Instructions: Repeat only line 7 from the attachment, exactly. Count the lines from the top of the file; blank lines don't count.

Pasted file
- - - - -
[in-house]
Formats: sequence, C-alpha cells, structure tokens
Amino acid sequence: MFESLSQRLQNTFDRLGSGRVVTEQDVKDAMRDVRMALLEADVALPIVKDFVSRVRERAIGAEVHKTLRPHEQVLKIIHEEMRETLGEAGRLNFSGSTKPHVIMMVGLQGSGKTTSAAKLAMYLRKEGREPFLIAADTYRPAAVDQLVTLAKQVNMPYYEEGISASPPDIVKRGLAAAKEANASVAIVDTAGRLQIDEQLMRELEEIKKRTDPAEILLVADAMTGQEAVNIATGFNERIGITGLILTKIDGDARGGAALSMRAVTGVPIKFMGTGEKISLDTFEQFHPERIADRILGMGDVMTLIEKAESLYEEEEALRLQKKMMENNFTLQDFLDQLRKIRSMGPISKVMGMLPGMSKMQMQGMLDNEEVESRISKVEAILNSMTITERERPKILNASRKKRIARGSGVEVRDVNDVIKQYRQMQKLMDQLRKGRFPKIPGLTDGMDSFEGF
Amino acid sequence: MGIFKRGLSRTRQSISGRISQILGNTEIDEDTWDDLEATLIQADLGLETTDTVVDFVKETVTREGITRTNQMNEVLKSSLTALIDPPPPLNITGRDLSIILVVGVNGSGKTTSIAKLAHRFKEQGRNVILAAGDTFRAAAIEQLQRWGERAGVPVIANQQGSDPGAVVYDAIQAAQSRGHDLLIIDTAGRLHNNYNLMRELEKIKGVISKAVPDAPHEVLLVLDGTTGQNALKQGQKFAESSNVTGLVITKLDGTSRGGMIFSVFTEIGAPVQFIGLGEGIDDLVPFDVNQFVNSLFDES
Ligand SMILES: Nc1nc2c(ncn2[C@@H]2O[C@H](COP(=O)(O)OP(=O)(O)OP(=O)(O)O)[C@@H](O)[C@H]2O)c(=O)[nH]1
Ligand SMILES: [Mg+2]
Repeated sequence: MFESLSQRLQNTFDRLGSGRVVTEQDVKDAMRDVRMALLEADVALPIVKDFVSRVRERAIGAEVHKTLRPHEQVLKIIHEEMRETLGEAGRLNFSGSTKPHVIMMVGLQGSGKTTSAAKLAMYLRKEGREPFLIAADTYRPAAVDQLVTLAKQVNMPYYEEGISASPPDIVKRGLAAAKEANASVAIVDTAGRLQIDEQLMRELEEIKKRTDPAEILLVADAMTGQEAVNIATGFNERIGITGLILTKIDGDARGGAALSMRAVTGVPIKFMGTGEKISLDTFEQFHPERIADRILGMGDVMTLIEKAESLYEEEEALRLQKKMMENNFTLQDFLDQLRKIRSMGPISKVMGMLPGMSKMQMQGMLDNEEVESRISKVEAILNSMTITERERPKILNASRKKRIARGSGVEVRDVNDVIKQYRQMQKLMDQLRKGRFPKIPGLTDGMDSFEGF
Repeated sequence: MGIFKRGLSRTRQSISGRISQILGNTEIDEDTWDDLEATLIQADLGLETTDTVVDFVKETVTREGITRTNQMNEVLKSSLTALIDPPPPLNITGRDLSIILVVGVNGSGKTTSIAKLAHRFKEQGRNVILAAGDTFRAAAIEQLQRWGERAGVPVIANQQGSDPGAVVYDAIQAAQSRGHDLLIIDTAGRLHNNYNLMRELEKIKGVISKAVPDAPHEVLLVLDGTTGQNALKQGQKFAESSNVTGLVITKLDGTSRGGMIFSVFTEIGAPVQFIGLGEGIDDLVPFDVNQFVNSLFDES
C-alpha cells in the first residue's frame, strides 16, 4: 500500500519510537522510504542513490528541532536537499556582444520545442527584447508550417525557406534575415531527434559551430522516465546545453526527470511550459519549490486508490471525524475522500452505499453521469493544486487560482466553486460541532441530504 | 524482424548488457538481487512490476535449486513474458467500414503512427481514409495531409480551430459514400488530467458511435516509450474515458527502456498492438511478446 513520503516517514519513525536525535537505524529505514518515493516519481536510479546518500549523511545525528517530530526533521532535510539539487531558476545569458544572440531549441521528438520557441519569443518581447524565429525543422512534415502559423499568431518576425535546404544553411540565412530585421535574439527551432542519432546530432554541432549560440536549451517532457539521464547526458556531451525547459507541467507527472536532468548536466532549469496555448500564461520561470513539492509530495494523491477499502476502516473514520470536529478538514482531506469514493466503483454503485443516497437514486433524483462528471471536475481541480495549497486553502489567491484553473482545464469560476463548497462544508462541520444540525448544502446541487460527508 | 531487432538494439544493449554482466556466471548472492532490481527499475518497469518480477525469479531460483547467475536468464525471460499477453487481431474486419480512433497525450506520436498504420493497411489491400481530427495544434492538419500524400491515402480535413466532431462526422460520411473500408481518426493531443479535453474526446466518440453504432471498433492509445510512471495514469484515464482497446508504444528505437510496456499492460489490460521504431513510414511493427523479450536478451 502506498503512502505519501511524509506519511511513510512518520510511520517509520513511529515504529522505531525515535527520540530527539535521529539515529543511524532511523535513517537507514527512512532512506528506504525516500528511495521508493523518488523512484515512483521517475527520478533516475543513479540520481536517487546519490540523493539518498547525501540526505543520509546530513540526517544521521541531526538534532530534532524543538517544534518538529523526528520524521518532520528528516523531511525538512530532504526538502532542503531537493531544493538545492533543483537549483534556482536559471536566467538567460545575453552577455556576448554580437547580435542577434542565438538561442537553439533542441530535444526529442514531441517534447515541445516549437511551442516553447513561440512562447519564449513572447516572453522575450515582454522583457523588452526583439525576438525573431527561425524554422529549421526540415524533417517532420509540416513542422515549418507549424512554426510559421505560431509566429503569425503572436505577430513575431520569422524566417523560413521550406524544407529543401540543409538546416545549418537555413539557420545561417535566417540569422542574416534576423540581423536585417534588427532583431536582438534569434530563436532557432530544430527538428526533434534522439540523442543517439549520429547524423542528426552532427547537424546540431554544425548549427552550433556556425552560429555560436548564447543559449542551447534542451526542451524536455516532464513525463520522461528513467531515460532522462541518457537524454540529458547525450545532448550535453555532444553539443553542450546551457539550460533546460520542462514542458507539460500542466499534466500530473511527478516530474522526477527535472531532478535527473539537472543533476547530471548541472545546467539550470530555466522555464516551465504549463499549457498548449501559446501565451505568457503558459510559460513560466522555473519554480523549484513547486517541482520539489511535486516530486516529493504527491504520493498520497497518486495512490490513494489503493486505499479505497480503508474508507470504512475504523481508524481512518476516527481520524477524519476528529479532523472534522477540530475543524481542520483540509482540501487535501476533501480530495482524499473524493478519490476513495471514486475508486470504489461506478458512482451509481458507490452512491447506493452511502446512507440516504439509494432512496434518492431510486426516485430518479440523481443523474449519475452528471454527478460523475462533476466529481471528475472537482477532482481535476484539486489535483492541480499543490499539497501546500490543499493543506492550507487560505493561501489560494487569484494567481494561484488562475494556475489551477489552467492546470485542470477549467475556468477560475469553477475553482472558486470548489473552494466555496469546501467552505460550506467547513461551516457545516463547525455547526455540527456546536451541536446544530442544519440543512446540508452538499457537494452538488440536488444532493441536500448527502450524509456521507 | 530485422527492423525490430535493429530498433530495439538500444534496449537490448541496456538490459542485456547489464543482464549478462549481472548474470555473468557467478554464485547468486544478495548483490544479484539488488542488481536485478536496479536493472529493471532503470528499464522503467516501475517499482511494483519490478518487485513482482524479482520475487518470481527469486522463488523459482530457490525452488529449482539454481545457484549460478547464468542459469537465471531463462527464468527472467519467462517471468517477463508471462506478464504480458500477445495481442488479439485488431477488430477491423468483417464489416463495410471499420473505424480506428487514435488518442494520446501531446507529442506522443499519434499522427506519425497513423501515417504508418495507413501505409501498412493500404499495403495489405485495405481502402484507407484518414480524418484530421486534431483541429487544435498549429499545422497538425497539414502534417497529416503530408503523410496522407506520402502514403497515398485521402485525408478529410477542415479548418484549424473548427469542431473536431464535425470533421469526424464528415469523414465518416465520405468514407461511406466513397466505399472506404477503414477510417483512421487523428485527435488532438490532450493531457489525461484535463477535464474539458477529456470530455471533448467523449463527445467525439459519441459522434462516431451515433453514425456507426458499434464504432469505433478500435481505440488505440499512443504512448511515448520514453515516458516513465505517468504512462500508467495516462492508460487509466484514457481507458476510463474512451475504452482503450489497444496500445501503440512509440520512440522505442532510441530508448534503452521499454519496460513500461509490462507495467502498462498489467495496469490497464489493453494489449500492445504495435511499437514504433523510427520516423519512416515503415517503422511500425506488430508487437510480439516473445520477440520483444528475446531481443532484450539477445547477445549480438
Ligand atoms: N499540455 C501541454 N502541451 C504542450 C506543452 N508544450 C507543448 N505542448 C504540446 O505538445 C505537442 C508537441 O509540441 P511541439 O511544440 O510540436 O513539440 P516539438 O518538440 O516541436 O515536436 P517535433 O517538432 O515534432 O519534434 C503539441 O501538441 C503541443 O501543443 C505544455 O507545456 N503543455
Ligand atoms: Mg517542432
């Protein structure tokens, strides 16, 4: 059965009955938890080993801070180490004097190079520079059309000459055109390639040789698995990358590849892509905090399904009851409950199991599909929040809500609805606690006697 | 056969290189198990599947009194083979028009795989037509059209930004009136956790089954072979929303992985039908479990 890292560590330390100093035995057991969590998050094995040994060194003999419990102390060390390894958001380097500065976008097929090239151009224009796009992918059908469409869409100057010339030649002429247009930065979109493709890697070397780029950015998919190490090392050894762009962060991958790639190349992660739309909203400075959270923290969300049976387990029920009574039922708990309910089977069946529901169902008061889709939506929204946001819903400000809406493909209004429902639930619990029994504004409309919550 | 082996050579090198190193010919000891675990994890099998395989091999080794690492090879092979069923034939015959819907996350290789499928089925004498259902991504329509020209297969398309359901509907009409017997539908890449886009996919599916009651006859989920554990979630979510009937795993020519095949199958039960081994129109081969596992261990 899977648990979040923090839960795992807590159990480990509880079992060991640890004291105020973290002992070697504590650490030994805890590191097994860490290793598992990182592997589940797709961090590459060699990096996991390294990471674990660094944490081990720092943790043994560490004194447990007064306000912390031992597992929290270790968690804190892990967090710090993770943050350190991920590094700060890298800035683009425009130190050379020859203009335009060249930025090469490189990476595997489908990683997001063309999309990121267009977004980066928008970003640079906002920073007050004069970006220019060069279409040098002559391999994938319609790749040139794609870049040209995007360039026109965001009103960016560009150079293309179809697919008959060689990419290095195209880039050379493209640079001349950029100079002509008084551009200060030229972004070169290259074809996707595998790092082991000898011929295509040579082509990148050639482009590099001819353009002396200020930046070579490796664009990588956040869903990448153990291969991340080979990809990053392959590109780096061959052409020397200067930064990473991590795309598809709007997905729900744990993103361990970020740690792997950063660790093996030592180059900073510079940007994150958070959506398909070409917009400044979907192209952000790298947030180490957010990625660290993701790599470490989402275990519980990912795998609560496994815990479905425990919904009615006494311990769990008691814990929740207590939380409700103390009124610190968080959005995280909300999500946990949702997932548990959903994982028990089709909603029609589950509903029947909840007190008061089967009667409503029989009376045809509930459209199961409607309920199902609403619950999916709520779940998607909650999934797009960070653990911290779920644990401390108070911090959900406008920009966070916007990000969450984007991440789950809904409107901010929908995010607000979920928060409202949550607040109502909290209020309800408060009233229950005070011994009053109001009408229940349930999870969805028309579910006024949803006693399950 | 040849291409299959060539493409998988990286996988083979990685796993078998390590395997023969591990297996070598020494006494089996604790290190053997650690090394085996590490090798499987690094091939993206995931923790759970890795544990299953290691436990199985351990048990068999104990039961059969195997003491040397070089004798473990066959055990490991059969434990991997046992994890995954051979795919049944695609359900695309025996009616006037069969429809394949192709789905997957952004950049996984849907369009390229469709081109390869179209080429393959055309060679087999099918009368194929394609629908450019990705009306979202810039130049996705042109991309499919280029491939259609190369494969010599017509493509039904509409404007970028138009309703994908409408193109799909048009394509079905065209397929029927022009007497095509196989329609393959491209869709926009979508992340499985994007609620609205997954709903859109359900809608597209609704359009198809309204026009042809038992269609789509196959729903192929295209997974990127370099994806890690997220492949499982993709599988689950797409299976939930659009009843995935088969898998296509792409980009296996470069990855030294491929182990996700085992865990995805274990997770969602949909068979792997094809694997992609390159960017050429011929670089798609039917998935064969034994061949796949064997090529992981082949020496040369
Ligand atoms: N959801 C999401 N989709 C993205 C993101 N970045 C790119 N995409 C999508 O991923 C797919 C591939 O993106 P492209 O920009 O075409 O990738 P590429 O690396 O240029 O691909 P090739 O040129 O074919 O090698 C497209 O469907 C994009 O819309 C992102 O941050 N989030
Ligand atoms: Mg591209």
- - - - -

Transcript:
Repeated sequence: MFESLSQRLQNTFDRLGSGRVVTEQDVKDAMRDVRMALLEADVALPIVKDFVSRVRERAIGAEVHKTLRPHEQVLKIIHEEMRETLGEAGRLNFSGSTKPHVIMMVGLQGSGKTTSAAKLAMYLRKEGREPFLIAADTYRPAAVDQLVTLAKQVNMPYYEEGISASPPDIVKRGLAAAKEANASVAIVDTAGRLQIDEQLMRELEEIKKRTDPAEILLVADAMTGQEAVNIATGFNERIGITGLILTKIDGDARGGAALSMRAVTGVPIKFMGTGEKISLDTFEQFHPERIADRILGMGDVMTLIEKAESLYEEEEALRLQKKMMENNFTLQDFLDQLRKIRSMGPISKVMGMLPGMSKMQMQGMLDNEEVESRISKVEAILNSMTITERERPKILNASRKKRIARGSGVEVRDVNDVIKQYRQMQKLMDQLRKGRFPKIPGLTDGMDSFEGF